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In construction, R-value is the measurement of a material’s capacity to resist heat fl ow from one side to the other. In simple terms, R-value measures the effectiveness of insulation and a higher number represents more effective insulation.

In order to determine the R-value, the thermal conductivity of the material must be measured in a laboratory – the “k-value” is then determined. The k-value or thermal conductivity is the time rate of steady state heat fl ow through a unit area of homogeneous material induced by a unit temperature gradient in a direction perpendicular to that area, W/m.K. As the mean temperature increases, the thermal conductivity will increase.

Therefore the R-value of thermal insulation depends on the type of material, its thickness and its operating temperature.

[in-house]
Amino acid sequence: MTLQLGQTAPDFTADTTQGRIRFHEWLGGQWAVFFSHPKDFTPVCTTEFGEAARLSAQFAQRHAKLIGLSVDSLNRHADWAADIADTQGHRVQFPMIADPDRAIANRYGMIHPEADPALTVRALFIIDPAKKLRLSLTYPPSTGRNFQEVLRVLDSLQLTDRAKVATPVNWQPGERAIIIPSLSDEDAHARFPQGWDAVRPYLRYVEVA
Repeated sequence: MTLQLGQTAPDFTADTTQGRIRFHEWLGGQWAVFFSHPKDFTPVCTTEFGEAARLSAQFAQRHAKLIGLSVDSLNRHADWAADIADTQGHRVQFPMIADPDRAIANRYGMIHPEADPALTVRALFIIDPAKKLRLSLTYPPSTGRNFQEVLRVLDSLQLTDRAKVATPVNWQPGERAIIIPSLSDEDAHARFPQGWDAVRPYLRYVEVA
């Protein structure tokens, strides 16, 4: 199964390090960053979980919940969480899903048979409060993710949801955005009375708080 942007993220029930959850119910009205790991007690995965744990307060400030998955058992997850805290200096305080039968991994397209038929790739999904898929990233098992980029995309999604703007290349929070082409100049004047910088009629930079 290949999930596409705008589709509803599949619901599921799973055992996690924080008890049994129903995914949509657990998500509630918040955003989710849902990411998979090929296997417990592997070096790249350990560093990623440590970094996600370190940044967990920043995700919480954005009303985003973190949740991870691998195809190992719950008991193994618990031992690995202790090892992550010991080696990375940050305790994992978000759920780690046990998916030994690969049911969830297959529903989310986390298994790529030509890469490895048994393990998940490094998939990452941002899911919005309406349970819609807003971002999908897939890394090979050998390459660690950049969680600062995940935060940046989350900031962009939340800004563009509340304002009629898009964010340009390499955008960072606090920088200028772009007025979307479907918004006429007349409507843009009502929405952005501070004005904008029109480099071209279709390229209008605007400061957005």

The highest total thermal resistance for a roof assembly in order to comply with SANS 10400-XA Energy usage in buildings is 3.7 m2K/W. The minimum added R-value for thermal insulation in this roof assembly is 3.37 m2K/W.

The following table and chart represent typical values and are provided for general comparison.



The heat flow through a building construction depends on the temperature difference across it, the conductivity of the materials used and the thickness of the materials. The temperature difference is an external factor. The thickness and the conductivity are properties of the material. A greater thickness means less heat fl ow and so does a lower conductivity. Together these parameters form the thermal resistance of the construction.

The thermal resistance is proportional to the thickness of a layer of the construction and inversely proportional to its conductivity. However, when a fibre blanket is compressed its values are compromised irrespective of what type of fibre it is.

Ensure compliance - don’t be misled.